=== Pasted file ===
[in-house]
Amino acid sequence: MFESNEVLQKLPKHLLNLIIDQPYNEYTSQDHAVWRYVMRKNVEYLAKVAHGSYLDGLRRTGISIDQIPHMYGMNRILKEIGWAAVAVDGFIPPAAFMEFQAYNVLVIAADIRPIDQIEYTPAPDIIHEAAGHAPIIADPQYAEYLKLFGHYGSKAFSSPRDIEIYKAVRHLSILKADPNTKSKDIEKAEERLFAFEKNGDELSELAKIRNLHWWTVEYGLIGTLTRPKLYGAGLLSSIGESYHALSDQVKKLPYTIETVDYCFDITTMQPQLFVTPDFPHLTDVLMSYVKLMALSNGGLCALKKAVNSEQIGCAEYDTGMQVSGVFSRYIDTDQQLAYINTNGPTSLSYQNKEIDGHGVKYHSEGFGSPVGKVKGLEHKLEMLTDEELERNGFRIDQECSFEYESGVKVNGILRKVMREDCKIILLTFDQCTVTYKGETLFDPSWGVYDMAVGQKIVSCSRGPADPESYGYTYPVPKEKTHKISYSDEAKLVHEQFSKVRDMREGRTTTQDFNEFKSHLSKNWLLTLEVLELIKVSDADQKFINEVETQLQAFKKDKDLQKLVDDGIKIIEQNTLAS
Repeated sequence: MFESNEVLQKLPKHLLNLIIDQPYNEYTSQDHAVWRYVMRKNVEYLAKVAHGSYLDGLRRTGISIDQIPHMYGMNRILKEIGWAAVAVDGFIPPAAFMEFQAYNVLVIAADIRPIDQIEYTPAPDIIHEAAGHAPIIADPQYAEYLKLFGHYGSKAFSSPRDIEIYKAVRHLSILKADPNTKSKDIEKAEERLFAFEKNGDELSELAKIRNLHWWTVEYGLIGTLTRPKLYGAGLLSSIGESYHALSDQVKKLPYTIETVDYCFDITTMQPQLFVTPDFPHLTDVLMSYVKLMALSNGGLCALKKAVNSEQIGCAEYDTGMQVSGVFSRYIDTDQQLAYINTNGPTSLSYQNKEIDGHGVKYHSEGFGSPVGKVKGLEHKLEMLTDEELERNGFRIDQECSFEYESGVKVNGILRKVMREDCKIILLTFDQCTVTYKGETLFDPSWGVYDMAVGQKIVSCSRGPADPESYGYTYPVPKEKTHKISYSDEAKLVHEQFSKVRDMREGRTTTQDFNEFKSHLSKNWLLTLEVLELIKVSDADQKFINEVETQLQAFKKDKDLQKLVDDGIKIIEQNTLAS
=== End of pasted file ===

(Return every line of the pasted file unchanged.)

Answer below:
[in-house]
Amino acid sequence: MFESNEVLQKLPKHLLNLIIDQPYNEYTSQDHAVWRYVMRKNVEYLAKVAHGSYLDGLRRTGISIDQIPHMYGMNRILKEIGWAAVAVDGFIPPAAFMEFQAYNVLVIAADIRPIDQIEYTPAPDIIHEAAGHAPIIADPQYAEYLKLFGHYGSKAFSSPRDIEIYKAVRHLSILKADPNTKSKDIEKAEERLFAFEKNGDELSELAKIRNLHWWTVEYGLIGTLTRPKLYGAGLLSSIGESYHALSDQVKKLPYTIETVDYCFDITTMQPQLFVTPDFPHLTDVLMSYVKLMALSNGGLCALKKAVNSEQIGCAEYDTGMQVSGVFSRYIDTDQQLAYINTNGPTSLSYQNKEIDGHGVKYHSEGFGSPVGKVKGLEHKLEMLTDEELERNGFRIDQECSFEYESGVKVNGILRKVMREDCKIILLTFDQCTVTYKGETLFDPSWGVYDMAVGQKIVSCSRGPADPESYGYTYPVPKEKTHKISYSDEAKLVHEQFSKVRDMREGRTTTQDFNEFKSHLSKNWLLTLEVLELIKVSDADQKFINEVETQLQAFKKDKDLQKLVDDGIKIIEQNTLAS
Repeated sequence: MFESNEVLQKLPKHLLNLIIDQPYNEYTSQDHAVWRYVMRKNVEYLAKVAHGSYLDGLRRTGISIDQIPHMYGMNRILKEIGWAAVAVDGFIPPAAFMEFQAYNVLVIAADIRPIDQIEYTPAPDIIHEAAGHAPIIADPQYAEYLKLFGHYGSKAFSSPRDIEIYKAVRHLSILKADPNTKSKDIEKAEERLFAFEKNGDELSELAKIRNLHWWTVEYGLIGTLTRPKLYGAGLLSSIGESYHALSDQVKKLPYTIETVDYCFDITTMQPQLFVTPDFPHLTDVLMSYVKLMALSNGGLCALKKAVNSEQIGCAEYDTGMQVSGVFSRYIDTDQQLAYINTNGPTSLSYQNKEIDGHGVKYHSEGFGSPVGKVKGLEHKLEMLTDEELERNGFRIDQECSFEYESGVKVNGILRKVMREDCKIILLTFDQCTVTYKGETLFDPSWGVYDMAVGQKIVSCSRGPADPESYGYTYPVPKEKTHKISYSDEAKLVHEQFSKVRDMREGRTTTQDFNEFKSHLSKNWLLTLEVLELIKVSDADQKFINEVETQLQAFKKDKDLQKLVDDGIKIIEQNTLAS